Games of the Decade: Overwatch shows how fun lore can enrich a competitive shooter

Our world is worth fighting for.

To mark the end of the 2010s, we're celebrating 30 games that defined the last 10 years. You can find all the articles as they're published in the Games of the Decade archive, and read about our thinking about it in an editor's blog.

Overwatch is the first competitive FPS I ever played on PC. This was a mistake. It's far too fast-paced for someone who has never used a keyboard and mouse to play games in their life, but I loved it so much I outright refused to be defeated by my poor technical skill. After playing for hundreds of hours on PS4, my brain knew exactly what it wanted to do, but my hands just couldn't perform the actions to get me there. I've never felt so frustrated in my entire life, yet I persisted, because Overwatch was worth it.

In so many other popular team-based shooters you fundamentally play each class or character in the same way, with slight variation in weapons or abilities. Overwatch turns that on its head completely - every character moves differently, shoots differently and has vastly different play styles. The game has balance problems, of course, like every other FPS, but even with all this variation Overwatch still works well. No two heroes feel the same to play, and this allows players of all skill levels to find characters they understand and enjoy playing.


When I first started playing Overwatch I almost always played as McCree. This wasn't because I particularly enjoyed the DPS play style (though his ultimate is incredibly satisfying when you get it just right), I played him because he was a futuristic cowboy. He has awesome lore, a wonderful voice actor and absolutely no reason to be dressed like that 60 years in the future.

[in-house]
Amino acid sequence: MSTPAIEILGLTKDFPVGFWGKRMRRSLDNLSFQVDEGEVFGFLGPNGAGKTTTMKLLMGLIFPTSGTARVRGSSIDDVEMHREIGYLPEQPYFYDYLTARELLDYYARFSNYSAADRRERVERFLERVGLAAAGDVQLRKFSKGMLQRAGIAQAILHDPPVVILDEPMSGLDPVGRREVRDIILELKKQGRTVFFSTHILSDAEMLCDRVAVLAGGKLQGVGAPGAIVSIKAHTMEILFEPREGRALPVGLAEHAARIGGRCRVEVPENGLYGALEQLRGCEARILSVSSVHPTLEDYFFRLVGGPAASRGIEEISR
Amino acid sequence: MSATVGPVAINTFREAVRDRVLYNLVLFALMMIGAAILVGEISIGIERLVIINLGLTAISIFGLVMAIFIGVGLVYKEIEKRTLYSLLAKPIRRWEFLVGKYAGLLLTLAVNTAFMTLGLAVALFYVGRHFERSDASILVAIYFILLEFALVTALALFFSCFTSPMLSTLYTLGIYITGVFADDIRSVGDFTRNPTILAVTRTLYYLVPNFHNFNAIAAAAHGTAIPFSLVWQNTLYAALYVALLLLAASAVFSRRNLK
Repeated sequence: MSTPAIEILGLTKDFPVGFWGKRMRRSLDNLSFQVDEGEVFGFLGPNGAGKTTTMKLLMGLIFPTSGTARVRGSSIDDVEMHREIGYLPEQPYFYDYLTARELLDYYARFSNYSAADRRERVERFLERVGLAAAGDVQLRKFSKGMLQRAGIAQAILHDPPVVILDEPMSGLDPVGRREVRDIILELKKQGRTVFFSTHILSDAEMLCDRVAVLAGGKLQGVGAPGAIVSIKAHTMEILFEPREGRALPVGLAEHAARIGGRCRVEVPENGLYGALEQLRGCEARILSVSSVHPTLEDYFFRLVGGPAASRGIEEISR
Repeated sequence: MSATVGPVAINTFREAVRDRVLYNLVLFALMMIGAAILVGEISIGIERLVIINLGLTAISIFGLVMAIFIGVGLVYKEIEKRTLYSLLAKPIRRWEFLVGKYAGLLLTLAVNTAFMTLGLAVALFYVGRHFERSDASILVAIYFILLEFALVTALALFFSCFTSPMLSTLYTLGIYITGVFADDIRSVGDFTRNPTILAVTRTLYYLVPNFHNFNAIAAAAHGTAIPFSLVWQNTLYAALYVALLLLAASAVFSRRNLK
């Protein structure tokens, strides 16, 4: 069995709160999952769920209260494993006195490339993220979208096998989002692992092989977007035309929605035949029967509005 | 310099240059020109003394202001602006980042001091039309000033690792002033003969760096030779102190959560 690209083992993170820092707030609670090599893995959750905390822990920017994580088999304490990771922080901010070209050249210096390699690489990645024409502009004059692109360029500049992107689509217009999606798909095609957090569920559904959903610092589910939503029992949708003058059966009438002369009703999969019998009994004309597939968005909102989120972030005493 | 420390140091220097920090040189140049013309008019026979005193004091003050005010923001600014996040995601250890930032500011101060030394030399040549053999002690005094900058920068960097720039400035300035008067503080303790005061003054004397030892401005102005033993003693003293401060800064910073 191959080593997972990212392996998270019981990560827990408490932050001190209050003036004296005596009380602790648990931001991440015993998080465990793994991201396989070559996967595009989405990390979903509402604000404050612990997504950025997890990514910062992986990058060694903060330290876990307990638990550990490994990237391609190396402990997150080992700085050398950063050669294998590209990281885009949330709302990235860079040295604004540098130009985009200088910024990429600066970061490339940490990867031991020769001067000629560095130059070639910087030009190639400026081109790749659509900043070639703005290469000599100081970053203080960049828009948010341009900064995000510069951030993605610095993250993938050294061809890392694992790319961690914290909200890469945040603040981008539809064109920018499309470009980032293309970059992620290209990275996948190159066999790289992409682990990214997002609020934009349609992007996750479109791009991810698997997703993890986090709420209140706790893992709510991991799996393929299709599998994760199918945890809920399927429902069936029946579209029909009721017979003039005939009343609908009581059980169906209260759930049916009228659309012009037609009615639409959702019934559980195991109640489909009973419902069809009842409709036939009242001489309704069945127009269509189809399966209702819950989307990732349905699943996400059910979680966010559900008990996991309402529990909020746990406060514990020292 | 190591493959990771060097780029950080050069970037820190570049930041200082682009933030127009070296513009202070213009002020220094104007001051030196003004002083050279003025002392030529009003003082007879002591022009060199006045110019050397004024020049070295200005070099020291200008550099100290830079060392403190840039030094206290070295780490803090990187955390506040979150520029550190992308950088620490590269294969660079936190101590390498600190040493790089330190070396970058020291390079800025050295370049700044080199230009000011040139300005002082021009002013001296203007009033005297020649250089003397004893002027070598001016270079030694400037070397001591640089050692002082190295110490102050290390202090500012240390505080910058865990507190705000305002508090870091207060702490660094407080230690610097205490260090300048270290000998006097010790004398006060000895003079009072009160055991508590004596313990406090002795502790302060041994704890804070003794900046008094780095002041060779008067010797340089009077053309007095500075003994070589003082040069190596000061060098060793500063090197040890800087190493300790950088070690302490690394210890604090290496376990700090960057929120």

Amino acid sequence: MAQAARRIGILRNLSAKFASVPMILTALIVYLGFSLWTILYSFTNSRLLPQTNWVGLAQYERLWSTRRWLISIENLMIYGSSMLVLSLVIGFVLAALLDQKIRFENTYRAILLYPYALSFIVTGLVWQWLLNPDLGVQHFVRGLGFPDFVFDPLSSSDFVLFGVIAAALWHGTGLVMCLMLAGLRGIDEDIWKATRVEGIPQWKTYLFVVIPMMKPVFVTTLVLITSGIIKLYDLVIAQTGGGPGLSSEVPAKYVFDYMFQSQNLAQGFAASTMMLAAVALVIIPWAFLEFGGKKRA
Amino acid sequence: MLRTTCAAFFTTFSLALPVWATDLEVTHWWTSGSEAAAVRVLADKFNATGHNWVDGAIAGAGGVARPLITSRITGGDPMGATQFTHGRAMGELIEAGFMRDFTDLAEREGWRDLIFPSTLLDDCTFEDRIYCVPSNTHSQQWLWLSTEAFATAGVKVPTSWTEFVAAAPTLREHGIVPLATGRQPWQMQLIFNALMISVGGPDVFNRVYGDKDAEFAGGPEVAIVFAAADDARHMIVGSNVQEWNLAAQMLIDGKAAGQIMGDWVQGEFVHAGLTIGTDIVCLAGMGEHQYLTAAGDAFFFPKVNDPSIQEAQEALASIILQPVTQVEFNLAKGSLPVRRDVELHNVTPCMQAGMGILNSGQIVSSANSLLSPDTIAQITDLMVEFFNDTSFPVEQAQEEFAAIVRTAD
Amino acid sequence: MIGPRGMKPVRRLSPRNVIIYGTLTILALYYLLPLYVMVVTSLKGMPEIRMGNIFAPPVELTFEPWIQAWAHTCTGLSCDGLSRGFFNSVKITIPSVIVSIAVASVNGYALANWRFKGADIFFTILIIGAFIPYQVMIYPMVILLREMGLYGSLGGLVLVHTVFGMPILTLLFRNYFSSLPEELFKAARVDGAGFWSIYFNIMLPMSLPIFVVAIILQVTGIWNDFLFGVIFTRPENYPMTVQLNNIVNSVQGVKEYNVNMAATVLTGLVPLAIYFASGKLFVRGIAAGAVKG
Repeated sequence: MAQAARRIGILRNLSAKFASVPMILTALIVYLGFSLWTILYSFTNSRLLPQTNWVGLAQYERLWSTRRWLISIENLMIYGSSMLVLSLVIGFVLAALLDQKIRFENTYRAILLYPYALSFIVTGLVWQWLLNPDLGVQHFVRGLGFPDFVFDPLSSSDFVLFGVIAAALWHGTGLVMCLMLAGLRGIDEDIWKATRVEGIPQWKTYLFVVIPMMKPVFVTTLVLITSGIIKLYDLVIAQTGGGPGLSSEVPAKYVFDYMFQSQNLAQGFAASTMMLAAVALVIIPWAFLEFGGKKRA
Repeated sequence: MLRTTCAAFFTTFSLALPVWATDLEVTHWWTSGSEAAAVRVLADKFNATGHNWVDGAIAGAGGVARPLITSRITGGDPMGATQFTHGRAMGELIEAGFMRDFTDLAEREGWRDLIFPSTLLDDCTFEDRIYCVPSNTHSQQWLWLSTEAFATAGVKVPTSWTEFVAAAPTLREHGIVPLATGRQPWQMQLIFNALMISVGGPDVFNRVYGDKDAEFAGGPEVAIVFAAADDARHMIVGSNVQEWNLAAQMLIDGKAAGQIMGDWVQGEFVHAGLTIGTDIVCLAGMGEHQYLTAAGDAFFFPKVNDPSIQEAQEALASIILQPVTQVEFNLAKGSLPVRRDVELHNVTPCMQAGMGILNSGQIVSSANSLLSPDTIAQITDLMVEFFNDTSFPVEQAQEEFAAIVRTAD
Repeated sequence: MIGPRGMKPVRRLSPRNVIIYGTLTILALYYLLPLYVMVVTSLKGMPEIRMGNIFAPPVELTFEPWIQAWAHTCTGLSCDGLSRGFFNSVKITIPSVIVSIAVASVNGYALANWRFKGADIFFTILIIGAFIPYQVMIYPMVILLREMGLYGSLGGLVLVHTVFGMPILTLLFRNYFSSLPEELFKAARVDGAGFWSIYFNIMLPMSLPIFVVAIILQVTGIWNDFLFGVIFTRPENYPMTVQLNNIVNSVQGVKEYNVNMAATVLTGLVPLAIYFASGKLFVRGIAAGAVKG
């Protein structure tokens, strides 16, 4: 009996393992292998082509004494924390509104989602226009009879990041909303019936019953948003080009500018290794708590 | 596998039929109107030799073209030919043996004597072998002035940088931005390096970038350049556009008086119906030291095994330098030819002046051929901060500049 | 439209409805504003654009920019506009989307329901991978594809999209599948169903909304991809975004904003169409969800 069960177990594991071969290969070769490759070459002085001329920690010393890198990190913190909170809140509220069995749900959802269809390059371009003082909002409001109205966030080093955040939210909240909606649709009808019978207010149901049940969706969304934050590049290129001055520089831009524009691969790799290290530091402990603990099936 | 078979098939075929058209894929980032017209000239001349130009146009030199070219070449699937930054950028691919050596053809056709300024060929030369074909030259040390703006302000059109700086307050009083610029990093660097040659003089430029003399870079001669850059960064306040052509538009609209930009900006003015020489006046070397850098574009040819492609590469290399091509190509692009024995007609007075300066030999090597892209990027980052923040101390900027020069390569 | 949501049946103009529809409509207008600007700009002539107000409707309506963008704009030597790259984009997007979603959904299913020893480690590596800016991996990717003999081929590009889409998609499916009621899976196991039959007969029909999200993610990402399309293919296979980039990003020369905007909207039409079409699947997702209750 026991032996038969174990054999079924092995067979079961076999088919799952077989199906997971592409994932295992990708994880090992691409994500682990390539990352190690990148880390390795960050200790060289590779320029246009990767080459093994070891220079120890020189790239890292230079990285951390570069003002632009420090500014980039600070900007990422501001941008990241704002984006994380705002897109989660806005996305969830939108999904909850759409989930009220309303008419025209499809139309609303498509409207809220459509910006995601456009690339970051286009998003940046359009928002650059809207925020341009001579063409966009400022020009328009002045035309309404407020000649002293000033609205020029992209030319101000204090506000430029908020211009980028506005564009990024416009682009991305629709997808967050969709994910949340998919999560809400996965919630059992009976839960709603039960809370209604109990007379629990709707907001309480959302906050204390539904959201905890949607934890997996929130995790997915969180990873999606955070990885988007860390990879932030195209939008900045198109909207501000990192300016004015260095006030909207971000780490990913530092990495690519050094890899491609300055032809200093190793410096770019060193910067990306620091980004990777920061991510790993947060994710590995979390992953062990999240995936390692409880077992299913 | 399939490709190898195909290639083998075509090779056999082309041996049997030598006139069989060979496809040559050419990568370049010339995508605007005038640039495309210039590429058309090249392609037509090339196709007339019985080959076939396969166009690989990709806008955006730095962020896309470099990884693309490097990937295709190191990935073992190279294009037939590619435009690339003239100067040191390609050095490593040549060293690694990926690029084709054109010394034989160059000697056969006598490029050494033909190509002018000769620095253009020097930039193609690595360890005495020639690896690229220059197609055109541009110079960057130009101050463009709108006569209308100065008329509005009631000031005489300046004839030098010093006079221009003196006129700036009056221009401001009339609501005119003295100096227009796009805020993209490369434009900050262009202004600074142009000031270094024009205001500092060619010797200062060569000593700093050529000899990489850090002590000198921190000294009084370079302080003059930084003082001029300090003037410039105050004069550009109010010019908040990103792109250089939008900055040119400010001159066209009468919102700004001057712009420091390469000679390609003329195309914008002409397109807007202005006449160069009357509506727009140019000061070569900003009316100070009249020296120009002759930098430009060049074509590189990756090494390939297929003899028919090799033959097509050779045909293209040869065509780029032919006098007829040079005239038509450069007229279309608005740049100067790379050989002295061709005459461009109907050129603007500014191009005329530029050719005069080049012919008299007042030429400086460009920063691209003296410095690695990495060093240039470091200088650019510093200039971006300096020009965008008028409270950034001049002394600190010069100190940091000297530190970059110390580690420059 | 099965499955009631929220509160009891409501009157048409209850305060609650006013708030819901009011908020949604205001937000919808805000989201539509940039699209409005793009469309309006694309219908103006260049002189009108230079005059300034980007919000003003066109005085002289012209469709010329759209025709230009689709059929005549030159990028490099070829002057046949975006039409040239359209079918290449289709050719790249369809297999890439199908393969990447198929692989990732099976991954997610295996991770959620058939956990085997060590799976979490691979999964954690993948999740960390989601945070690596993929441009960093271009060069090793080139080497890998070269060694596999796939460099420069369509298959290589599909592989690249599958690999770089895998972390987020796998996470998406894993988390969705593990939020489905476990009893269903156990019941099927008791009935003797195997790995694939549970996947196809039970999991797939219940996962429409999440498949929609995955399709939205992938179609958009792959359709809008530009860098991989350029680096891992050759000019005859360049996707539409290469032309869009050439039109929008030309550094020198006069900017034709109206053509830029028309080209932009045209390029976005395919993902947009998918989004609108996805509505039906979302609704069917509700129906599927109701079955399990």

The excellent world building of this game has given us some absolutely wild character backgrounds too. Not one, not two, but three military commanders who all faked their own deaths and came back as masked vigilantes. The daughter of one of those commanders who has a bad-ass Egyptian eye tattoo, flies and shoots rockets at people. A robot with PTSD who lives with the dwarf engineer who has, like, 50 children and a smoking hot wife. If you know nothing about how all these people are involved together, you'd think I was writing about some strange fever dream - and I haven't even mentioned the genetically enhanced gorilla or hamster.

You don't need to care about Overwatch's lore (though, I'd be baffled if you didn't at least want to learn more about the hamster - did I mention he was raised on the moon?), but the fact that it's there enriches the game for so many fans - from the maps to the voice lines, almost everything is linked to some part of the game's story that's told through the comics, short stories and beautiful animated shorts designed to expand upon its universe.

There's something to be said for games that create characters players can truly invest in, and a competitive FPS is the last place most would look to find them. Even if you don't care about any of this, Overwatch is simply a fun shooter with tight game play that's constantly evolving. It's not perfect - these sorts of games rarely are - but since its release, Overwatch has been a prime example of what games of this genre are capable of, and with a sequel on the way it'll be interesting to see what its future holds.

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Imogen Beckhelling

Imogen Beckhelling

Reporter  |  immybeck

Imogen was Eurogamer's reporter intern for 2019. She has an unhealthy obsession with indie roguelikes and has a cat named after her favourite animal crossing villager.


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